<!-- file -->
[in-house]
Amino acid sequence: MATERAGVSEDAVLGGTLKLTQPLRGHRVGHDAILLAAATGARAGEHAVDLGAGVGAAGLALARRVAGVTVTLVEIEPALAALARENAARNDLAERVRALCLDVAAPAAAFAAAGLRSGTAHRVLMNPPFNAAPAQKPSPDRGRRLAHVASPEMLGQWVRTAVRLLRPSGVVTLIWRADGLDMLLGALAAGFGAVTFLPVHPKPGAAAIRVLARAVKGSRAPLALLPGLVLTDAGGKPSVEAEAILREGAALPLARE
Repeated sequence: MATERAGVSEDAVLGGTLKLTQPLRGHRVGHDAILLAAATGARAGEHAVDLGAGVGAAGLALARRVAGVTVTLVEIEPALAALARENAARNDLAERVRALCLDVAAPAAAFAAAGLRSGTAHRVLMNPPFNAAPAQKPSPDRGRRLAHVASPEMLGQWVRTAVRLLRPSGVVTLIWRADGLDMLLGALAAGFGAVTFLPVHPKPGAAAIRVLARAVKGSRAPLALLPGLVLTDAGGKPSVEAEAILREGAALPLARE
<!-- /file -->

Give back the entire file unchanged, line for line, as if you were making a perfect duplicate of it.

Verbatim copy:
[in-house]
Amino acid sequence: MATERAGVSEDAVLGGTLKLTQPLRGHRVGHDAILLAAATGARAGEHAVDLGAGVGAAGLALARRVAGVTVTLVEIEPALAALARENAARNDLAERVRALCLDVAAPAAAFAAAGLRSGTAHRVLMNPPFNAAPAQKPSPDRGRRLAHVASPEMLGQWVRTAVRLLRPSGVVTLIWRADGLDMLLGALAAGFGAVTFLPVHPKPGAAAIRVLARAVKGSRAPLALLPGLVLTDAGGKPSVEAEAILREGAALPLARE
Repeated sequence: MATERAGVSEDAVLGGTLKLTQPLRGHRVGHDAILLAAATGARAGEHAVDLGAGVGAAGLALARRVAGVTVTLVEIEPALAALARENAARNDLAERVRALCLDVAAPAAAFAAAGLRSGTAHRVLMNPPFNAAPAQKPSPDRGRRLAHVASPEMLGQWVRTAVRLLRPSGVVTLIWRADGLDMLLGALAAGFGAVTFLPVHPKPGAAAIRVLARAVKGSRAPLALLPGLVLTDAGGKPSVEAEAILREGAALPLARE